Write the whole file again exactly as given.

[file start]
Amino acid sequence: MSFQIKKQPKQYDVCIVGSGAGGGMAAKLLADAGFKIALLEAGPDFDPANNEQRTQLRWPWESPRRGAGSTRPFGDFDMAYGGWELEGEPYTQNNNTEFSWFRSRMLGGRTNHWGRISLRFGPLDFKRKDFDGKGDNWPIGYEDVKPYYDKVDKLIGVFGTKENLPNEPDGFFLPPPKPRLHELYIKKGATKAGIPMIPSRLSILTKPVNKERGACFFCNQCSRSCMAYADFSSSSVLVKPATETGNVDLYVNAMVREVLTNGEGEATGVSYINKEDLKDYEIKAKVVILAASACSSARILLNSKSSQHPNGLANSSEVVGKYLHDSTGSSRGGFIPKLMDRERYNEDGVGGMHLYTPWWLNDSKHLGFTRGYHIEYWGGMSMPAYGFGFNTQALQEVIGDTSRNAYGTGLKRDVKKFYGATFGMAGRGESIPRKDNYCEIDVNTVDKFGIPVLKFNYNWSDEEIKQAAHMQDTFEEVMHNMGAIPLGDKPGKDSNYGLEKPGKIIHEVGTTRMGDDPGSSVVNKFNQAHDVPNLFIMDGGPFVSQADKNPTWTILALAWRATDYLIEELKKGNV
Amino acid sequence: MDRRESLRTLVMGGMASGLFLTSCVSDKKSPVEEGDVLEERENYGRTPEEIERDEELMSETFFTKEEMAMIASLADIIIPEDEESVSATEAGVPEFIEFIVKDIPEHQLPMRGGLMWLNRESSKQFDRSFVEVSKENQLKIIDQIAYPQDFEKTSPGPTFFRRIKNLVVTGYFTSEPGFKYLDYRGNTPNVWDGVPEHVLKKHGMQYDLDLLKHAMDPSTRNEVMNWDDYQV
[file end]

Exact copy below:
Amino acid sequence: MSFQIKKQPKQYDVCIVGSGAGGGMAAKLLADAGFKIALLEAGPDFDPANNEQRTQLRWPWESPRRGAGSTRPFGDFDMAYGGWELEGEPYTQNNNTEFSWFRSRMLGGRTNHWGRISLRFGPLDFKRKDFDGKGDNWPIGYEDVKPYYDKVDKLIGVFGTKENLPNEPDGFFLPPPKPRLHELYIKKGATKAGIPMIPSRLSILTKPVNKERGACFFCNQCSRSCMAYADFSSSSVLVKPATETGNVDLYVNAMVREVLTNGEGEATGVSYINKEDLKDYEIKAKVVILAASACSSARILLNSKSSQHPNGLANSSEVVGKYLHDSTGSSRGGFIPKLMDRERYNEDGVGGMHLYTPWWLNDSKHLGFTRGYHIEYWGGMSMPAYGFGFNTQALQEVIGDTSRNAYGTGLKRDVKKFYGATFGMAGRGESIPRKDNYCEIDVNTVDKFGIPVLKFNYNWSDEEIKQAAHMQDTFEEVMHNMGAIPLGDKPGKDSNYGLEKPGKIIHEVGTTRMGDDPGSSVVNKFNQAHDVPNLFIMDGGPFVSQADKNPTWTILALAWRATDYLIEELKKGNV
Amino acid sequence: MDRRESLRTLVMGGMASGLFLTSCVSDKKSPVEEGDVLEERENYGRTPEEIERDEELMSETFFTKEEMAMIASLADIIIPEDEESVSATEAGVPEFIEFIVKDIPEHQLPMRGGLMWLNRESSKQFDRSFVEVSKENQLKIIDQIAYPQDFEKTSPGPTFFRRIKNLVVTGYFTSEPGFKYLDYRGNTPNVWDGVPEHVLKKHGMQYDLDLLKHAMDPSTRNEVMNWDDYQV